From what reading I did, they were saying from the spot where the Ohio and Mississippi rivers meet would be the best spot. Also, heard of one proposal that brought water from Alaska. We should do it. It transcends politics IMO. We all know that water is the most important commodity we have.

                                        • #23
                                          Originally posted by Roh View Post

                                          Click image for larger version

Name:	B_YeS9fVAAABDS4.jpg
Views:	237
Size:	42.5 KB
ID:	38355
                                          😀

                                          Now THAT'S sarcasm.

                                          Comment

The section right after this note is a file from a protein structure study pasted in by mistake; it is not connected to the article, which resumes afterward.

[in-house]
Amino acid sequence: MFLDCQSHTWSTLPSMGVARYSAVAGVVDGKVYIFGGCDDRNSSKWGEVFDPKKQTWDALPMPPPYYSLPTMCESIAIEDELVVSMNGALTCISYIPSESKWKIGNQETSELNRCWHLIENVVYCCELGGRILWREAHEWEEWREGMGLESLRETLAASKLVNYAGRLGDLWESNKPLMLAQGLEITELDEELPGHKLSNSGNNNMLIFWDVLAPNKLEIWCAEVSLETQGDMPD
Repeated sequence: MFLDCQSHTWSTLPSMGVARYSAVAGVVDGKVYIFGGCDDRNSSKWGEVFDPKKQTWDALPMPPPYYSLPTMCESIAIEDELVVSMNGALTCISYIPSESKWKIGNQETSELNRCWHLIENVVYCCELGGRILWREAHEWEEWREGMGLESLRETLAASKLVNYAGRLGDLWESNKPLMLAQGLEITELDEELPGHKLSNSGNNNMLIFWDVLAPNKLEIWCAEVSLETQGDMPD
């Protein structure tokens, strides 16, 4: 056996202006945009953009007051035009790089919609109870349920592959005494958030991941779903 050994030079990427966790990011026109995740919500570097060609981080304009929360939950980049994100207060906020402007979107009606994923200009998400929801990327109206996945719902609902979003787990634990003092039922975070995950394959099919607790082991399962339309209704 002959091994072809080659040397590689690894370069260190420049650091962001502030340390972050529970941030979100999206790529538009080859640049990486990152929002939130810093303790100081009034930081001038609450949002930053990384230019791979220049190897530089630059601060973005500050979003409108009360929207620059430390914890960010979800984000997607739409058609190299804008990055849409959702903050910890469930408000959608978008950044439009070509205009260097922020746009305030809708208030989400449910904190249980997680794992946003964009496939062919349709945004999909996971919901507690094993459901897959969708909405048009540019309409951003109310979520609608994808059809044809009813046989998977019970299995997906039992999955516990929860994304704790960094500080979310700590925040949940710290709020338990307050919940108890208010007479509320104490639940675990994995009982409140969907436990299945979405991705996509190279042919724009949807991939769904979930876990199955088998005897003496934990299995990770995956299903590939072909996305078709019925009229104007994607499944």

• #24
                                            Diverting water from the Great Lakes to the Western US or elsewhere will undoubtedly bring about a big legal challenge that hits an international scale with Canada.

                                            Comment


                                            • #25
                                              Originally posted by Requiem View Post
                                              Diverting water from the Great Lakes to the Western US or elsewhere will undoubtedly bring about a big legal challenge that hits an international scale with Canada.
                                              I suppose they could try desalinization, but that gets very expensive. And what do you do with all the salt?

                                              Comment


                                              • cutthemdown
                                                cutthemdown commented
                                                Editing a comment
                                                Tequila shots? Desalinization would require nuclear energy to be cost-effective.
                                            Working...
                                            X